It’s not hard to find good places to drink in Tokyo. There are no religious or social strictures against imbibing: quite the opposite, as office mates are encouraged to bond by boozing. You can get a decent bottle of wine or whiskey at most convenience stores. But why settle for good when you can pursue greatness? In the Big Mikan, you can find places to delve into world-class collections of whiskey, sake and even Japanese wine, as well as the sort of impeccably made cocktails that have launched an entire branch of mixology in the US. You can even drink well in a karaoke box. However, as with everything in Tokyo, it helps to have the inside scoop. Here’s a list for your next trip.
Unlike most Tokyo whisky bars, which are tiny, this shrine to the malt is big and comfortable, with no cover charge. Opened in October 2016, the Whisky Library has a list that runs 73 pages, including four pages of “old bottles”—not just aged whiskies, but bottles that are themselves old, like an Old Pulteney 20-year released in 1988. And many of the 1,200 whiskies on o er aren’t even listed. If you’re seeking a rarity, it’s best to have a conversation with the bartender and hope he finds you worthy of ordering it. If it’s Japanese whisky you’re looking for, you’re in good hands. Though they don’t list any of them, they have several impossible-to-find expressions from cult producer Ichiro’s Malt. To eat, don’t miss the wagyu steak, served in juicy rare slices with a mound of potatoes.
This new restaurant in the spendy Ginza district is a marvel not just for its 120-bottle wine list, but also the reasonable prices in a city that loves its markups. Perhaps that’s because it’s an import of a successful Greek fusion restaurant from Sydney, Australia. Greek wines are well-represented, from Sigalas and Gaia to low-sulfur, new-wave wines like Thymiopoulos Xinomavro Nature 2014; the list is padded out with interesting bottles from France and Australia. It’s a big place (thus not a difficult reservation) with a colorful view of the lights of Ginza at night—and the lamb chops are grilled to perfection.
Ippo’s sign promises “fish and sake.” The fish is the easy part. Finding good tiny-production sakes in Tokyo is such a challenge that Ippo co-owner Hideki Takano buys many of them retail from shops with connections to breweries in distant prefectures. Ippo’s list of 42 sakes is one of the city’s most eclectic, filled with obscure, rare bottles—and all are available by the glass. It’s a tiny place; with just 12 chairs at a long bar and three four-tops, it’s worth calling for a reservation. Unlike the sake list, which is printed in English characters, the daily-changing food menu is not, so you may be best off asking for recommendations. Sashimi is excellent (just ask for a “moriawase,” or assortment), and so is the grilled fish—removed from the grill at just the right moment, when the fish is still plenty moist.
Less a bar than a tea ceremony with booze, Gen Yamamoto is the eponymous parlor of a man who has wowed the bartending world without making what most experts would consider cocktails. Reservations are essential and will get you a two-hour window in which he’ll serve you either four or six drinks, all in small pours (you won’t leave wasted). You will share the small bar with five other people at most, and the only sound in the minimalist space will be Yamamoto muddling and droplets of water falling in a decorative fountain. There is no food, nothing to distract from the drinks. Yamamoto likes to muddle in-season fruit and blend it with just one unusual spirit, such as pear with an ume shochu that was aged in French oak. “I realize people do cocktails with many ingredients but I like it when they’re simple,” Yamamoto says. “It’s the same as art. When I go to the museum, I like simple art.” He also stirs most drinks. “Shaking for most is performance. They don’t need to, but it looks hard.” But simple doesn’t mean predictable: When sweet potato was in season, one standout drink was Domaine Boingnères Bas Armagnac 1984 with roasted, muddled sweet potato and chocolate shavings.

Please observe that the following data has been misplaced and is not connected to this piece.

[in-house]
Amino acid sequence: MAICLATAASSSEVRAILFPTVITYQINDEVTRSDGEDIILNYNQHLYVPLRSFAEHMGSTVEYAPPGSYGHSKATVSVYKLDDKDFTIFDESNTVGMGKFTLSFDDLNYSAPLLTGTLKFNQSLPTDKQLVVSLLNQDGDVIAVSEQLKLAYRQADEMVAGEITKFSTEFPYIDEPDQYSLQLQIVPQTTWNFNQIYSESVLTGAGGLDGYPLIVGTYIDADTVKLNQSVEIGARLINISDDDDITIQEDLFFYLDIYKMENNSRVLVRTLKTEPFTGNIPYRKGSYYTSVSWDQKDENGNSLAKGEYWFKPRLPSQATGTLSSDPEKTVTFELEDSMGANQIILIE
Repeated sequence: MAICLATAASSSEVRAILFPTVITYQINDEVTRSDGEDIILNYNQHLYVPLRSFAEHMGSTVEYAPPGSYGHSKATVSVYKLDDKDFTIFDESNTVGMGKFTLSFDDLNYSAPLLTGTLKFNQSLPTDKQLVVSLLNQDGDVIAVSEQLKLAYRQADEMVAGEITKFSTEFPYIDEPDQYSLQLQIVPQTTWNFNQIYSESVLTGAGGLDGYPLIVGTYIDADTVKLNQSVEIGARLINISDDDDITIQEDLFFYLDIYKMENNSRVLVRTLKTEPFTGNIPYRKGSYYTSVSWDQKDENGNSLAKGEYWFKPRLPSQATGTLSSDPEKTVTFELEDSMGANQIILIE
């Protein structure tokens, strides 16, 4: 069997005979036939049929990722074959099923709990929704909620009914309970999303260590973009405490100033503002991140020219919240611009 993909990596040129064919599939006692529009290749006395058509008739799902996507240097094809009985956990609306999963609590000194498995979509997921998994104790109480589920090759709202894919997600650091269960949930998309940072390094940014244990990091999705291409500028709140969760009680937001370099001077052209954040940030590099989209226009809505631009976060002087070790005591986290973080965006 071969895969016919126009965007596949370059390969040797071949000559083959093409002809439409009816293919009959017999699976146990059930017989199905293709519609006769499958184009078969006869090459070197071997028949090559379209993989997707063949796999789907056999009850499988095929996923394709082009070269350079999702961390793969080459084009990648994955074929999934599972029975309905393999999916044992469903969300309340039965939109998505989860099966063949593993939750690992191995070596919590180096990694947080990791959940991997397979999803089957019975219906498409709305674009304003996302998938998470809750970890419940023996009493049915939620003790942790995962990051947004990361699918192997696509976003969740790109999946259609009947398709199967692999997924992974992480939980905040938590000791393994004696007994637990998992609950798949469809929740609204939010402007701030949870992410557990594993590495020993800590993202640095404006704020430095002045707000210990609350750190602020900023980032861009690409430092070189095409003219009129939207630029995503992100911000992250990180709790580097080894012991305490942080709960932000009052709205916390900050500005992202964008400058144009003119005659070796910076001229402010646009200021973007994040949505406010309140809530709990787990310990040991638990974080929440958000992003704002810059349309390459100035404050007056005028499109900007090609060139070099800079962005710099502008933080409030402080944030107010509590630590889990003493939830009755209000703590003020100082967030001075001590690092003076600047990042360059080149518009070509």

Tsunagu is a wine bar that sells only Japanese wine, which is unusual because Japanese wine traditionally hasn’t been very good. You might feel trepidation if owner Satoko Tamura produces a sake-sized screw-capped bottle and pours the wine into an opaque Japanese-style teacup, rather than a glass. But trust him: That wine—Asaya Koshu 2016—is unfi ltered and slightly cloudy, with an apple character reminiscent of viognier. Tamura looks hard for Japan’s best bottles; for instance, red wine isn’t normally Japan’s strength, thanks to a month-long rainy season in summer, but Tamura taps Hokkaido, the northernmost and chilliest island, where summer is drier, for bottles such as Hokkaido Wine Zweigelt 2015, a peppery, lively red at just 11.5 percent alcohol. It’s nearly impossible to find outside of Tsunagu, which opened in May with a short menu of bar food, like cracker-thin pizza with shirasu fish and wasabi nori.
If you want to see how Tokyo actually parties, rent a karaoke box for a few hours with your friends and leave your inhibitions in the lobby. Until recently, a bottle of acceptable low-end whiskey would be the best beverage you could hope for, so the lists at Pasela Resorts are a treat. A karaoke-box chain created to attract young women, who don’t go to bars to drink, Pasela has a decent food menu, even including salads. But for our purposes, the treat is in the beverages. You can (and we did) buy a bottle of respectable Laurent-Perrier Brut Champagne. You can (and we did) buy double shots of Ballantine’s Masters on the rocks. You can (and we did) leaf through the large book of English-language songs. You can, several hours after you started, belt out “You Gotta Fight for Your Right to Party” while holding the empty Champagne bottle instead of a mic. Um, we may have.